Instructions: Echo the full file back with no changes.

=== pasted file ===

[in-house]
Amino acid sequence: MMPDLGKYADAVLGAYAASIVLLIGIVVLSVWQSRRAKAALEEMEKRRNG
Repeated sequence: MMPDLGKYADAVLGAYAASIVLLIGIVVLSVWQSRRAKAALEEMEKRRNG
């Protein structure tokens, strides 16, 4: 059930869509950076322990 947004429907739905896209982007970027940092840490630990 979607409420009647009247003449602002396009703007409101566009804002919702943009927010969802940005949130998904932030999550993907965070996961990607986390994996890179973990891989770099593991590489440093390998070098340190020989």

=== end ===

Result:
[in-house]
Amino acid sequence: MMPDLGKYADAVLGAYAASIVLLIGIVVLSVWQSRRAKAALEEMEKRRNG
Repeated sequence: MMPDLGKYADAVLGAYAASIVLLIGIVVLSVWQSRRAKAALEEMEKRRNG
């Protein structure tokens, strides 16, 4: 059930869509950076322990 947004429907739905896209982007970027940092840490630990 979607409420009647009247003449602002396009703007409101566009804002919702943009927010969802940005949130998904932030999550993907965070996961990607986390994996890179973990891989770099593991590489440093390998070098340190020989």